Desolation and Loneliness in Robert Frost's The Wood Pile

1949 Words8 Pages
"The Wood-Pile" is like a sequel to "Home Burial," with the man in this instance wandering from a "home" that seems little more than an abstraction to him and to us. More a meditation than a dramatic narrative, it offers the soliloquy of a lone figure walking in a winter landscape. It is a desolate scene possessed of the loneliness of "Desert Places." Attention is focused on the activity of consciousness in this isolated wanderer, and nothing characterizes him as a social being or as having any relationships to another person. While the poem has resemblances, again, to Wordsworth's "Tintern Abbey," or Coleridge's "Dejection: An Ode," it is more random in its structuring and has none of the demarcations of the descriptive-reflective mode. A better way to describe the poem is suggested in a talk by A. R. Ammons, "A Poem as a Walk." "A walk involves the whole person; it is not reproducible; its shape occurs, unfolds; it has a motion characteristic of the walker" (Epoch, Fall, 1968, p. 118).

The man in the poem is not, like Stevens' Crispin, "a man come out of luminous traversing," but more like the "listener" in Stevens' "The Snow Man." In each poem is a recognition of a wintry barrenness made more so in Frost by a reductive process by which possibilities of metaphor - of finding some reassuring resemblances - are gradually disposed of. At the end, the speaker in Frost's poem is as "cool" as is the listener in Stevens, and also as peculiarly unanguished by the situation in which he finds himself. It is as if the wintry prospect, the arrival at something like Stevens' First Idea, a cold clarity without redeeming deceptions, has in itself been an achievement of the imagination. It is something won against all such conventional bla...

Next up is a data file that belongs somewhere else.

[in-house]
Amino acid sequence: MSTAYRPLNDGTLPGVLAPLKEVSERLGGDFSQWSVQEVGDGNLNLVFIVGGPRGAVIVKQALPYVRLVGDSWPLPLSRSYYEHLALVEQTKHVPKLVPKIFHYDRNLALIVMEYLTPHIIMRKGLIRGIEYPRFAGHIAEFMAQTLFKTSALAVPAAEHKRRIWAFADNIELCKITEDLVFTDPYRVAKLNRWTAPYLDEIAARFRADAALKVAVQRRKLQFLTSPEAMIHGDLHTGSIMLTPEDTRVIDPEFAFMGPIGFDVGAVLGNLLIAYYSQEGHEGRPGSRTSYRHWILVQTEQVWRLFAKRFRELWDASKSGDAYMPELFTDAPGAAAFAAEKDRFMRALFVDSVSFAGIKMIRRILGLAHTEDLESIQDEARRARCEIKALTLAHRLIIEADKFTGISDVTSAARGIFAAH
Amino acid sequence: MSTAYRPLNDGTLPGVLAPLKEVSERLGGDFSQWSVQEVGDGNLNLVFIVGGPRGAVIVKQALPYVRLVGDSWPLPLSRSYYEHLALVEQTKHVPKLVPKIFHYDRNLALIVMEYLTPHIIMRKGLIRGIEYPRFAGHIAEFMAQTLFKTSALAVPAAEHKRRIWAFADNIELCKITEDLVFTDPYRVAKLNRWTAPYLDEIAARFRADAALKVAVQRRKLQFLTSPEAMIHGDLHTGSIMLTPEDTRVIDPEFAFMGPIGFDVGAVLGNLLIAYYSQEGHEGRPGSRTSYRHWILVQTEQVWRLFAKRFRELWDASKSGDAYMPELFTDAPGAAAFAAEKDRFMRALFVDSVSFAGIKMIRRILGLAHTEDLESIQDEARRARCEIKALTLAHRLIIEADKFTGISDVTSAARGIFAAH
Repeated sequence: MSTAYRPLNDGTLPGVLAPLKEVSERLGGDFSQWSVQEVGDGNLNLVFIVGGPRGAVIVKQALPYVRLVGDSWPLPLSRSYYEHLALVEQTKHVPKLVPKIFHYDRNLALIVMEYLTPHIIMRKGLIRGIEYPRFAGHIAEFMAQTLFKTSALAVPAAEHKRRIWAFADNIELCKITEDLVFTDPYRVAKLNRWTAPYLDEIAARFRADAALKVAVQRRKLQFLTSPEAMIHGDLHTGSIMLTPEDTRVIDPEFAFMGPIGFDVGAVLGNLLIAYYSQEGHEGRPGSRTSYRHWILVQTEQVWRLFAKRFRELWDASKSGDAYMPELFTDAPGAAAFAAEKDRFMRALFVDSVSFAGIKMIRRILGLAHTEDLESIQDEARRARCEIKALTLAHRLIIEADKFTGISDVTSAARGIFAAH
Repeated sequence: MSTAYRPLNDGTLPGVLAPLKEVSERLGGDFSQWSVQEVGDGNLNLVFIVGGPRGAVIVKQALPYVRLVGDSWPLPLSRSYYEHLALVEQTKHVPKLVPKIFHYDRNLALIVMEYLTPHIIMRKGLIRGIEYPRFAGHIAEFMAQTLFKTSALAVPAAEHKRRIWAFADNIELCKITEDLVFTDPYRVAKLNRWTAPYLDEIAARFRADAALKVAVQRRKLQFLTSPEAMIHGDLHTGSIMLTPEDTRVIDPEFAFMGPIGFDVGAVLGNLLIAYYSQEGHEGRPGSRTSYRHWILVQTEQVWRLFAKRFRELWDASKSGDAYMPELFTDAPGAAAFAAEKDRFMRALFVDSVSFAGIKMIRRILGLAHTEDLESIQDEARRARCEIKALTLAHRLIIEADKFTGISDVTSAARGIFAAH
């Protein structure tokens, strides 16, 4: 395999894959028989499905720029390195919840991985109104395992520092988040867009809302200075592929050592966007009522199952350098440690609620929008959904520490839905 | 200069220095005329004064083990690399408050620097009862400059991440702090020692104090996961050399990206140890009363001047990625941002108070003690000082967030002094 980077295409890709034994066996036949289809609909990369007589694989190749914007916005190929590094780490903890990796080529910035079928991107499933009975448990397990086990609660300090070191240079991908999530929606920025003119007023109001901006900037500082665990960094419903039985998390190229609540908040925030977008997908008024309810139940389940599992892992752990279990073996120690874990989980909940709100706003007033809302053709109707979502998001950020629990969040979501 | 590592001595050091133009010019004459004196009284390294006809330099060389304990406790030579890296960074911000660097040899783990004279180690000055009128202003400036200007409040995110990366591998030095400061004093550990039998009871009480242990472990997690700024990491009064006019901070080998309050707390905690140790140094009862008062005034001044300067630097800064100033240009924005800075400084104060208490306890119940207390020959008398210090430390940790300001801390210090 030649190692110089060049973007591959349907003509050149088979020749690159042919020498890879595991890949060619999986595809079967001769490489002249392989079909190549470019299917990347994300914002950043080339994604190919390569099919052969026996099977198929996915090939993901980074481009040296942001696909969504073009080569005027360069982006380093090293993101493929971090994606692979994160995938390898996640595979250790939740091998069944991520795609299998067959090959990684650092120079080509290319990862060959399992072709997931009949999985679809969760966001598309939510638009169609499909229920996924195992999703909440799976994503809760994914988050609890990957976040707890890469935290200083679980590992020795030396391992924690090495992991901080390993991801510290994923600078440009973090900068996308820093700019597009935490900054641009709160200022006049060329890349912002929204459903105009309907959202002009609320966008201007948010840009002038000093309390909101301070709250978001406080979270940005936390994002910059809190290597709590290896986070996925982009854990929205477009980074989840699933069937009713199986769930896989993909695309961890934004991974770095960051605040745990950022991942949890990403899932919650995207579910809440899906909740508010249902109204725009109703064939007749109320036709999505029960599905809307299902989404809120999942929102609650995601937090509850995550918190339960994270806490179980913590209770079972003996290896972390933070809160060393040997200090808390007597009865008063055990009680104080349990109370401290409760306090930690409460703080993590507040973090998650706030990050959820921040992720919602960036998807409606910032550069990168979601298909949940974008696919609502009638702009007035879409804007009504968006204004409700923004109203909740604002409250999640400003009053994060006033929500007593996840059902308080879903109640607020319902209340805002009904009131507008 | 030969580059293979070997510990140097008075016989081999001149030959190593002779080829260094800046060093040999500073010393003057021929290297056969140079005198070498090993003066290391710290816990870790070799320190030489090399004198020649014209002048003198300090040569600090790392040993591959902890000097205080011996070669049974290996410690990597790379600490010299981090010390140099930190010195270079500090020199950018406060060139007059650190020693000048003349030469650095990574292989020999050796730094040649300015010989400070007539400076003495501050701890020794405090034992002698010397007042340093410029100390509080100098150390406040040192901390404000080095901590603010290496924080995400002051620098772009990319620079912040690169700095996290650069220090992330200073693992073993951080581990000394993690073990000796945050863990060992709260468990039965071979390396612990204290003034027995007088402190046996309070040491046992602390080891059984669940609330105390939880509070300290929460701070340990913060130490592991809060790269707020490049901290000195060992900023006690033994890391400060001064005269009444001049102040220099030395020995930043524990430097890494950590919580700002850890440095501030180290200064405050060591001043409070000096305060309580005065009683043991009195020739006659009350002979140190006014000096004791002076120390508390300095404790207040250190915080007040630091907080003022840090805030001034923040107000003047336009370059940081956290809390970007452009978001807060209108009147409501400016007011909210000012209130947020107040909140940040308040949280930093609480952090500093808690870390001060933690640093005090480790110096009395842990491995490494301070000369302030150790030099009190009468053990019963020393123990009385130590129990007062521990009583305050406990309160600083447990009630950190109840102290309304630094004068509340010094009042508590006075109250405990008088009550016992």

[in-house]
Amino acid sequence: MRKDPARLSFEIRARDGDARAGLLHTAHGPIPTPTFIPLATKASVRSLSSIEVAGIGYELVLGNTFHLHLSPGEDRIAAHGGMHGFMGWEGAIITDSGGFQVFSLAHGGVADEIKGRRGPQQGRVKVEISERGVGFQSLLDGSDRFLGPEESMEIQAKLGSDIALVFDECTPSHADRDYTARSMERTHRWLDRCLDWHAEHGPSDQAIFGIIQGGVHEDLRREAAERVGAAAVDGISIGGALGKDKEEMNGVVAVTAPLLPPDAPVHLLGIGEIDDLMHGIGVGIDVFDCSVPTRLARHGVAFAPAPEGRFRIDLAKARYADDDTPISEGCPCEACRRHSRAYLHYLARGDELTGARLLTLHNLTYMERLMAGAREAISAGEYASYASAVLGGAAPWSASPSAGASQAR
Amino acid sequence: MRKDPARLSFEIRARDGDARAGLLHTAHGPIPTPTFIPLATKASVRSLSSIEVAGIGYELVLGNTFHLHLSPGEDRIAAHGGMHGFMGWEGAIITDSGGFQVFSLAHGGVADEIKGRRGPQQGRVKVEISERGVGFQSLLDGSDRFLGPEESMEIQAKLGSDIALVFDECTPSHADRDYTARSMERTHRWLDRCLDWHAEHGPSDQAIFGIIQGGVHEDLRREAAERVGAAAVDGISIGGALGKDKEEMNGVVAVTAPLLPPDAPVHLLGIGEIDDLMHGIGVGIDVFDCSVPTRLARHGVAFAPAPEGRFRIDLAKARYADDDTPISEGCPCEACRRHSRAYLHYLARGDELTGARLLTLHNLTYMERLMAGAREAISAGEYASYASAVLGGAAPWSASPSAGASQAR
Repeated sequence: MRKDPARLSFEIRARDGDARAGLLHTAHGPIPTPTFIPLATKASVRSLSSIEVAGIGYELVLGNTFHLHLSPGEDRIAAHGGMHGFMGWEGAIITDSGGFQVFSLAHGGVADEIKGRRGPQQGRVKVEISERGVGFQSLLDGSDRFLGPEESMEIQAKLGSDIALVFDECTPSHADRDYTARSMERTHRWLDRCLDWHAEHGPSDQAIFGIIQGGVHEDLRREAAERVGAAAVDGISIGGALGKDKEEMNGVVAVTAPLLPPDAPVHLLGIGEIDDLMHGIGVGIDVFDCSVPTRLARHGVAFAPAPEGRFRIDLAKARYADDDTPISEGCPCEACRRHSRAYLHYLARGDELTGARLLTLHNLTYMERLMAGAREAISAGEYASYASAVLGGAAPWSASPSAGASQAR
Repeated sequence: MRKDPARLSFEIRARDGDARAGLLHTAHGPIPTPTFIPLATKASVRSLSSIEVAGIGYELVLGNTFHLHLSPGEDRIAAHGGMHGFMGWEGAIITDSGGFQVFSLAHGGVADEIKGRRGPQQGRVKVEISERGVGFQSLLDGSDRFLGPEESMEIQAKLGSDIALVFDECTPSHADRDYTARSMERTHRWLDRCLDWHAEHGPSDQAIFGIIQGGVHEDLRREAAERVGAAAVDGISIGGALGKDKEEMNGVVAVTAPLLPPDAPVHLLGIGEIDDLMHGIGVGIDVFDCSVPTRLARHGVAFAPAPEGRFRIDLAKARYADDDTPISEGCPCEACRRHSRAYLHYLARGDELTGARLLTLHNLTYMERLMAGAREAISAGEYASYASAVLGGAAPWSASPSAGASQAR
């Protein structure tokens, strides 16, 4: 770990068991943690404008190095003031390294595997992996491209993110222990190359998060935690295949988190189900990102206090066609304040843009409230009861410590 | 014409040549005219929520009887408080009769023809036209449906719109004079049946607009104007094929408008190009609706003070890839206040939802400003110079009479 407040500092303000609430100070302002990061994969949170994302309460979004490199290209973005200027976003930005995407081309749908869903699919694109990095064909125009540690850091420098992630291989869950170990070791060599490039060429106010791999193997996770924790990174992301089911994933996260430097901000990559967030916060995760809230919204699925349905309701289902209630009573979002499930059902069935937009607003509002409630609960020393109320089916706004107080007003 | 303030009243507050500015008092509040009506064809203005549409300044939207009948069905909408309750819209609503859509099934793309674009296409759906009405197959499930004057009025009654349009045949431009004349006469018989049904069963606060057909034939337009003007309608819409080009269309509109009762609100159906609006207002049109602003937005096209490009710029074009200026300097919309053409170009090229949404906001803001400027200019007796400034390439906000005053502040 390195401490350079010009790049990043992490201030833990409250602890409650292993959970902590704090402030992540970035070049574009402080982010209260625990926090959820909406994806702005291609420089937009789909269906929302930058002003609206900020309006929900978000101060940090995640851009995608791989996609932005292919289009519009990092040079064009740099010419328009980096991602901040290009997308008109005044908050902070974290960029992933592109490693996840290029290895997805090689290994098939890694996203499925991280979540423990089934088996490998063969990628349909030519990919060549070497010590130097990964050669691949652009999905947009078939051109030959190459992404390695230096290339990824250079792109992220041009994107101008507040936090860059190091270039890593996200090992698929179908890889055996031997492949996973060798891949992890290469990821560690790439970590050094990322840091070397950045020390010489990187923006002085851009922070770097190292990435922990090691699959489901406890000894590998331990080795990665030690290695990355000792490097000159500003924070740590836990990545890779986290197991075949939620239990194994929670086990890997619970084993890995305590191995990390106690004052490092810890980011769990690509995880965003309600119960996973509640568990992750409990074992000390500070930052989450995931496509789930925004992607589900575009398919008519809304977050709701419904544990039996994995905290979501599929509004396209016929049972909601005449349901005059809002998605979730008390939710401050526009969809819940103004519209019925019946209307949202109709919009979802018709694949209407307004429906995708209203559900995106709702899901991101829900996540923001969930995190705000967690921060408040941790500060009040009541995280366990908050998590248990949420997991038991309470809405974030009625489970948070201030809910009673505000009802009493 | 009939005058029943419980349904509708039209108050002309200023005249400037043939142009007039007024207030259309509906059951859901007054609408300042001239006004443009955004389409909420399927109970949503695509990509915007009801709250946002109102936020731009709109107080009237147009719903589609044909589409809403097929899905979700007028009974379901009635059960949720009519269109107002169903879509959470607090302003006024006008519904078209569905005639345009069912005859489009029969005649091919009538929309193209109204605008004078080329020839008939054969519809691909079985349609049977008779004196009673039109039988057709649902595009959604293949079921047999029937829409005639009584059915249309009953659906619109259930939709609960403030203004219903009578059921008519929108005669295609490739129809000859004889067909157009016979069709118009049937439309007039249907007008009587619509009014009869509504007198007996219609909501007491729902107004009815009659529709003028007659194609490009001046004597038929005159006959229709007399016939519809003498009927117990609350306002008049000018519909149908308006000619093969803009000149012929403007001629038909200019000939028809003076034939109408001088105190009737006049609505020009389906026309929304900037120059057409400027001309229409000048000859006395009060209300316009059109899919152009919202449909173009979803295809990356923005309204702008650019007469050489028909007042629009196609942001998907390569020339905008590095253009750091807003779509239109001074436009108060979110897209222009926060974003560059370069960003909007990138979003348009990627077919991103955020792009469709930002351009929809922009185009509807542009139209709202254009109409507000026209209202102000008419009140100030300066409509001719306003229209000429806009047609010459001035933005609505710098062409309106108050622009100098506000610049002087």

... middle of paper ...

...onsciousness; it is wholly self-consuming. As in "Desert Places," another poem about a lonely man walking in a landscape of snow, the man in "The Wood-Pile" could say that "The loneliness includes me unawares." This line is a little poem in itself. It has a syntactical ambiguity more common in Stevens than in Frost. It can mean both that the loneliness includes him but is unaware of doing so, and that the loneliness includes him and he is not aware of its doing so by virtue of his near obliteration. In either case he is not so much included as wiped out; he is included as if he were inseparable from, indistinguishable from, the thing that includes him. He is on the point of being obliterated by the landscape, rather than allowed to exist even as an observer of it, much less a mediating or transcending presence.

Works Cited

Robert Frost: The Work of Knowing.

More about Desolation and Loneliness in Robert Frost's The Wood Pile

Open Document